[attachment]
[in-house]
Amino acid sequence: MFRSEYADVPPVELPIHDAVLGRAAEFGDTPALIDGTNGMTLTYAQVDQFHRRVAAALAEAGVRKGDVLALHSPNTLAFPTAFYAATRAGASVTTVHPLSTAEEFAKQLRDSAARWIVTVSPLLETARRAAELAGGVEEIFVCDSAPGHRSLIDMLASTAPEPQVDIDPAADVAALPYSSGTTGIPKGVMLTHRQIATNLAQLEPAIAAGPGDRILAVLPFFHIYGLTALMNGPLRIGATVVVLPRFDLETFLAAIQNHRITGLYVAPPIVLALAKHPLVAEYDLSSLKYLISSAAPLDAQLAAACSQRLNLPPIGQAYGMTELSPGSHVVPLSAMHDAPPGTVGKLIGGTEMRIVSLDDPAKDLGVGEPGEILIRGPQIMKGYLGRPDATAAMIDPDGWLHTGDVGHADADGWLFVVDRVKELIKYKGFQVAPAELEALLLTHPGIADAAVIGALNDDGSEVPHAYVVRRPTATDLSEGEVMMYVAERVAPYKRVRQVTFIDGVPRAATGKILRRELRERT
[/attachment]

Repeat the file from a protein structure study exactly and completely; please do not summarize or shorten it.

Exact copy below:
[in-house]
Amino acid sequence: MFRSEYADVPPVELPIHDAVLGRAAEFGDTPALIDGTNGMTLTYAQVDQFHRRVAAALAEAGVRKGDVLALHSPNTLAFPTAFYAATRAGASVTTVHPLSTAEEFAKQLRDSAARWIVTVSPLLETARRAAELAGGVEEIFVCDSAPGHRSLIDMLASTAPEPQVDIDPAADVAALPYSSGTTGIPKGVMLTHRQIATNLAQLEPAIAAGPGDRILAVLPFFHIYGLTALMNGPLRIGATVVVLPRFDLETFLAAIQNHRITGLYVAPPIVLALAKHPLVAEYDLSSLKYLISSAAPLDAQLAAACSQRLNLPPIGQAYGMTELSPGSHVVPLSAMHDAPPGTVGKLIGGTEMRIVSLDDPAKDLGVGEPGEILIRGPQIMKGYLGRPDATAAMIDPDGWLHTGDVGHADADGWLFVVDRVKELIKYKGFQVAPAELEALLLTHPGIADAAVIGALNDDGSEVPHAYVVRRPTATDLSEGEVMMYVAERVAPYKRVRQVTFIDGVPRAATGKILRRELRERT